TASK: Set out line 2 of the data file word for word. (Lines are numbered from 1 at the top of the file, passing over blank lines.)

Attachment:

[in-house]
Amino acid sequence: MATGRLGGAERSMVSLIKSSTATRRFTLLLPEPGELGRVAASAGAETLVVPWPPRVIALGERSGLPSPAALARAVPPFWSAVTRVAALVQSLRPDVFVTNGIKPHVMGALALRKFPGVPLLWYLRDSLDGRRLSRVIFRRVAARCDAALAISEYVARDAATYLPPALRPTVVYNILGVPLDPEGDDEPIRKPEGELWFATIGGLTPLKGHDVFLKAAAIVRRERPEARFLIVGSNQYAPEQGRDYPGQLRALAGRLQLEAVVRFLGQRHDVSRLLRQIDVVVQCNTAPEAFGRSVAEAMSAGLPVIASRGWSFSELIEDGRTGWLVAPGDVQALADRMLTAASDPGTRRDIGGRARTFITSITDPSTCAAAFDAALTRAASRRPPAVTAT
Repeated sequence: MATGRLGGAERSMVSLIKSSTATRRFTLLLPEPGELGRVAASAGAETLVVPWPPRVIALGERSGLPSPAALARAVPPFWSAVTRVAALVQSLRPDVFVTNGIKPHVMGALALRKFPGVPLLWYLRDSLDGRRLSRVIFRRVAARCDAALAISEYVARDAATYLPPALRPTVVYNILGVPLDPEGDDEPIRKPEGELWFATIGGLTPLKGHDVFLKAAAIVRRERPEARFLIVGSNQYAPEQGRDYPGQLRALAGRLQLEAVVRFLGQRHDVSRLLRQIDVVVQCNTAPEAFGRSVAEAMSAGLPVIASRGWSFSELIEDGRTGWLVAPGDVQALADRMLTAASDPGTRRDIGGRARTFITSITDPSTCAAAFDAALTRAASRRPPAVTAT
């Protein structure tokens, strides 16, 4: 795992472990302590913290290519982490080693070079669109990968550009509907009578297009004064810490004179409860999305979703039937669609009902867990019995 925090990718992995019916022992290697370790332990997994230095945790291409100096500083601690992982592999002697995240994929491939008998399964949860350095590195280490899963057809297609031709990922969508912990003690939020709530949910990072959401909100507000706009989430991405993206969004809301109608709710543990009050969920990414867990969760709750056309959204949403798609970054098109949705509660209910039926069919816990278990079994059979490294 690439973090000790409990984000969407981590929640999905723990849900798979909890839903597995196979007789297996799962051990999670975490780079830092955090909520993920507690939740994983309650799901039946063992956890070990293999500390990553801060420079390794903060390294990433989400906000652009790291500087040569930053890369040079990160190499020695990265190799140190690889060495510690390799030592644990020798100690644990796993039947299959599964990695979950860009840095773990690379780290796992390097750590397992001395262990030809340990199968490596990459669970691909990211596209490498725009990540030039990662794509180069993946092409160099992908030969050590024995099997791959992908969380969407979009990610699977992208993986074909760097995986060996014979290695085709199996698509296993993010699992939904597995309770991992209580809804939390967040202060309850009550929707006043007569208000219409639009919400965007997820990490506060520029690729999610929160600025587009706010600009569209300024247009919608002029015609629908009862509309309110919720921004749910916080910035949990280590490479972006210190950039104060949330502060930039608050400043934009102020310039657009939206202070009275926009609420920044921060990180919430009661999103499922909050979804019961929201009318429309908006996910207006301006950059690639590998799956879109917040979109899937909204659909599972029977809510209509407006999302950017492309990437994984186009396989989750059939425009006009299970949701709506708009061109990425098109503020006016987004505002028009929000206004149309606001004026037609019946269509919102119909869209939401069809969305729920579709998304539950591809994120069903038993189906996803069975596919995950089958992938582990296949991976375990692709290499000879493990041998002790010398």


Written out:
Amino acid sequence: MATGRLGGAERSMVSLIKSSTATRRFTLLLPEPGELGRVAASAGAETLVVPWPPRVIALGERSGLPSPAALARAVPPFWSAVTRVAALVQSLRPDVFVTNGIKPHVMGALALRKFPGVPLLWYLRDSLDGRRLSRVIFRRVAARCDAALAISEYVARDAATYLPPALRPTVVYNILGVPLDPEGDDEPIRKPEGELWFATIGGLTPLKGHDVFLKAAAIVRRERPEARFLIVGSNQYAPEQGRDYPGQLRALAGRLQLEAVVRFLGQRHDVSRLLRQIDVVVQCNTAPEAFGRSVAEAMSAGLPVIASRGWSFSELIEDGRTGWLVAPGDVQALADRMLTAASDPGTRRDIGGRARTFITSITDPSTCAAAFDAALTRAASRRPPAVTAT